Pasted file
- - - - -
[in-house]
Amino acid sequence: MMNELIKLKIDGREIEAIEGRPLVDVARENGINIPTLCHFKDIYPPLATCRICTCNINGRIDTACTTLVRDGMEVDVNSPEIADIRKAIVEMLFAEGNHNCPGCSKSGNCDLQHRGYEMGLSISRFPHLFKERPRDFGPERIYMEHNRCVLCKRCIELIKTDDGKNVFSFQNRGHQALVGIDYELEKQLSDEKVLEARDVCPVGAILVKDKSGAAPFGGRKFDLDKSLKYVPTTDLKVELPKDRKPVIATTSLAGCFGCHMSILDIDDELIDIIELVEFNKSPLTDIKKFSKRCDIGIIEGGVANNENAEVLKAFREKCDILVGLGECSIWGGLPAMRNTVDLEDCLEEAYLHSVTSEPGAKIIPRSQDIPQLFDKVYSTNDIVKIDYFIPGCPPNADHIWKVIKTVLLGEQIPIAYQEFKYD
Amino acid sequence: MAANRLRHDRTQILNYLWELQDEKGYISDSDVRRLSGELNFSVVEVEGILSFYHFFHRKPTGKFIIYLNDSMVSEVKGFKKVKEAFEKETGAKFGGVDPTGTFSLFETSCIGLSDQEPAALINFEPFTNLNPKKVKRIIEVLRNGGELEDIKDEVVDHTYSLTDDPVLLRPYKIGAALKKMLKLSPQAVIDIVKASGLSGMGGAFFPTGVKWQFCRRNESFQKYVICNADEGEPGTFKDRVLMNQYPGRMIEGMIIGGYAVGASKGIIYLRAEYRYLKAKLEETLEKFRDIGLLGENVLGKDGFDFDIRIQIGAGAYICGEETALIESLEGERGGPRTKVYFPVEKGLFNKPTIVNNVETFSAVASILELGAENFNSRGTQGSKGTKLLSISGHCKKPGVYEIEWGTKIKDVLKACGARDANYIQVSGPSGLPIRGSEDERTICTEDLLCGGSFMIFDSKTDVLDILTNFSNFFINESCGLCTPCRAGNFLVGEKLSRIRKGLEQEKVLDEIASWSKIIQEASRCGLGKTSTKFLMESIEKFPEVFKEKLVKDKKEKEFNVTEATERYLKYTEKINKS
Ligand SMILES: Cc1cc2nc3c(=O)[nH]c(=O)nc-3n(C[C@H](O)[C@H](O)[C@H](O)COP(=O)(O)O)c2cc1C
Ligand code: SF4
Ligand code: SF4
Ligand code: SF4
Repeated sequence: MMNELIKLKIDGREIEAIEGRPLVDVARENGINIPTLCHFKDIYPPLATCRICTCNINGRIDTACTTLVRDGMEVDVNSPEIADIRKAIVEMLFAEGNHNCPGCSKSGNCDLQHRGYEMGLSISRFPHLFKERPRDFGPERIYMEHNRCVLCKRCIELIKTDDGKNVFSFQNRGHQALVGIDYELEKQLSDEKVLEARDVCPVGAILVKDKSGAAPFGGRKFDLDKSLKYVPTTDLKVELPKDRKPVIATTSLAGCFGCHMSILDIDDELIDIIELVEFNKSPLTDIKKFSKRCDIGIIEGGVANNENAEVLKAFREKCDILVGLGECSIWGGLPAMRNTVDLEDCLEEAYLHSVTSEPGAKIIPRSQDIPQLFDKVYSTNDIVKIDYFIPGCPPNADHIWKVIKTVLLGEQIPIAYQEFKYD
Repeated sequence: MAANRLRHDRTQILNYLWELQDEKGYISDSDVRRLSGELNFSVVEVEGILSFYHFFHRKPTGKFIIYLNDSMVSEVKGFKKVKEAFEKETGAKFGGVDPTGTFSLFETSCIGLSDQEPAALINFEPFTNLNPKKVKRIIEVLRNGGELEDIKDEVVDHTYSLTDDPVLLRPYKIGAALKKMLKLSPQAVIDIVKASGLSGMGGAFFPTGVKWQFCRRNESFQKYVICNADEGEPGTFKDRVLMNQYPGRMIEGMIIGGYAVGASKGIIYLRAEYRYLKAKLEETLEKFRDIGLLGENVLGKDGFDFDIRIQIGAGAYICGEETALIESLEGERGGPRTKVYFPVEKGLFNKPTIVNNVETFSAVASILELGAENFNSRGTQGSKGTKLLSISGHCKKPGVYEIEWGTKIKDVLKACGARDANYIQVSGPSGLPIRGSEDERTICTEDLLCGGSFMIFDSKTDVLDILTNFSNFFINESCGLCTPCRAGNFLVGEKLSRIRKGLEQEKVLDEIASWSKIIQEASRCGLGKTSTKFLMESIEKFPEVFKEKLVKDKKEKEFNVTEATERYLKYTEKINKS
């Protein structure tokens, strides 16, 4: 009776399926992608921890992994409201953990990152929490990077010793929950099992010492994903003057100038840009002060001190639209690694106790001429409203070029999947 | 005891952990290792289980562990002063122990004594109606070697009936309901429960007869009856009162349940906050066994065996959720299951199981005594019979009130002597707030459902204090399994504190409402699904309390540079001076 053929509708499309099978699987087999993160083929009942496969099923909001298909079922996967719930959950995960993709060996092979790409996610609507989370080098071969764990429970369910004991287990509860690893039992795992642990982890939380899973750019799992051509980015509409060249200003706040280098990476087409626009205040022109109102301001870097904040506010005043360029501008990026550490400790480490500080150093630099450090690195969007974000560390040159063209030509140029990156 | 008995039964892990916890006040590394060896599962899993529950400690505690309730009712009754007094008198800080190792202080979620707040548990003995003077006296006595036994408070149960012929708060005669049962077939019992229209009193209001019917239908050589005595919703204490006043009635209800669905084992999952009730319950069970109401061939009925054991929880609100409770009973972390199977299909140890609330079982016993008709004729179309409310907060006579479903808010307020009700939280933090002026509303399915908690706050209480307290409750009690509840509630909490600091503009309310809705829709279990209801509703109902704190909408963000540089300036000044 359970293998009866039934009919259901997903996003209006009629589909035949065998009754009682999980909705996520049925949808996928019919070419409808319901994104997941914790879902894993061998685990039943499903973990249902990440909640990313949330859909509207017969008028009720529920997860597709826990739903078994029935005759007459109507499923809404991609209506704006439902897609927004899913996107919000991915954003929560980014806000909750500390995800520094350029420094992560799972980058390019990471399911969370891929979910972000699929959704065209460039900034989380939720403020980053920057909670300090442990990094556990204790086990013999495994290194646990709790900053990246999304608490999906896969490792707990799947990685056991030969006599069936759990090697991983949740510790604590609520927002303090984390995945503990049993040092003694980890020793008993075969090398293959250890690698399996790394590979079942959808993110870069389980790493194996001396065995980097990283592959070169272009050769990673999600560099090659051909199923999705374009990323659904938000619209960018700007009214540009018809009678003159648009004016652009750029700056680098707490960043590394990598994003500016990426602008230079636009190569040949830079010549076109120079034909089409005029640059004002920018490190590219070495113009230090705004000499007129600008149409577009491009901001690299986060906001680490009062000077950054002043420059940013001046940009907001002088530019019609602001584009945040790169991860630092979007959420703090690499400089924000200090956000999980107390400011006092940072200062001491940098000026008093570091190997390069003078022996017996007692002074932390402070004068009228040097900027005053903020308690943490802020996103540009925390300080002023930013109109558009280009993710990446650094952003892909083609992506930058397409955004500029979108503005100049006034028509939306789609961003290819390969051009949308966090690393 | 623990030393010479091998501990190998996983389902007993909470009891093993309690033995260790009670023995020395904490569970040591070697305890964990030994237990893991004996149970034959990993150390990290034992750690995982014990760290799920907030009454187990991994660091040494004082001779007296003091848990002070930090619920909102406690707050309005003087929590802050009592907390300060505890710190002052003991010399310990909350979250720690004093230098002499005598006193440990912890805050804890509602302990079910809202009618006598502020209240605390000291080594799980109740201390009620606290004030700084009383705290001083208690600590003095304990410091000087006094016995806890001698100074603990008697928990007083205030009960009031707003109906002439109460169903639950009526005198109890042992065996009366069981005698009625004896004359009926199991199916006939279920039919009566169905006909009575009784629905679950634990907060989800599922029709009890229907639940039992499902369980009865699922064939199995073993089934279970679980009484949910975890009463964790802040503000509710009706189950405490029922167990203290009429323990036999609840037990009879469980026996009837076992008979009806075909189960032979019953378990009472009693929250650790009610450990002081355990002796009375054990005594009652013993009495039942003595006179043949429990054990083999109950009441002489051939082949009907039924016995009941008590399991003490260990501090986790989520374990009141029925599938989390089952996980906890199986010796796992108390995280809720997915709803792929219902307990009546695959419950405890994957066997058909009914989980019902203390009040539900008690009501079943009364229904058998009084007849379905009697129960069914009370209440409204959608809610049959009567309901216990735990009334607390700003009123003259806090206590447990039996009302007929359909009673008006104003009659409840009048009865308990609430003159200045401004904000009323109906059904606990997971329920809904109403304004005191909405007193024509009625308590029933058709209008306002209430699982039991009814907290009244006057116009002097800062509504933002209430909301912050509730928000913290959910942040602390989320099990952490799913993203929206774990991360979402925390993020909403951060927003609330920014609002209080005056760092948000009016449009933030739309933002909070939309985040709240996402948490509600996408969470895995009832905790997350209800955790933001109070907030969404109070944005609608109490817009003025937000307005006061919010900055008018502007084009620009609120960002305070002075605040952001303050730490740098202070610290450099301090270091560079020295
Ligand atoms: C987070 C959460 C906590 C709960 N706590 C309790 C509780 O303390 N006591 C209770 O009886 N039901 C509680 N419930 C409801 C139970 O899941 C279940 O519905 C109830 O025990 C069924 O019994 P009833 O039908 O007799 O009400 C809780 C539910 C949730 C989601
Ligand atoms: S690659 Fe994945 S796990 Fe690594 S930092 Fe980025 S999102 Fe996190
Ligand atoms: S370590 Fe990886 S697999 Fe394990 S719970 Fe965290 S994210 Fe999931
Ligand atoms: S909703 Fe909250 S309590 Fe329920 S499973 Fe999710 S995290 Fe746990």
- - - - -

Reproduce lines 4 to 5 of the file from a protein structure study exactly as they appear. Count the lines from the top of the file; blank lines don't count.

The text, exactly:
Ligand SMILES: Cc1cc2nc3c(=O)[nH]c(=O)nc-3n(C[C@H](O)[C@H](O)[C@H](O)COP(=O)(O)O)c2cc1C
Ligand code: SF4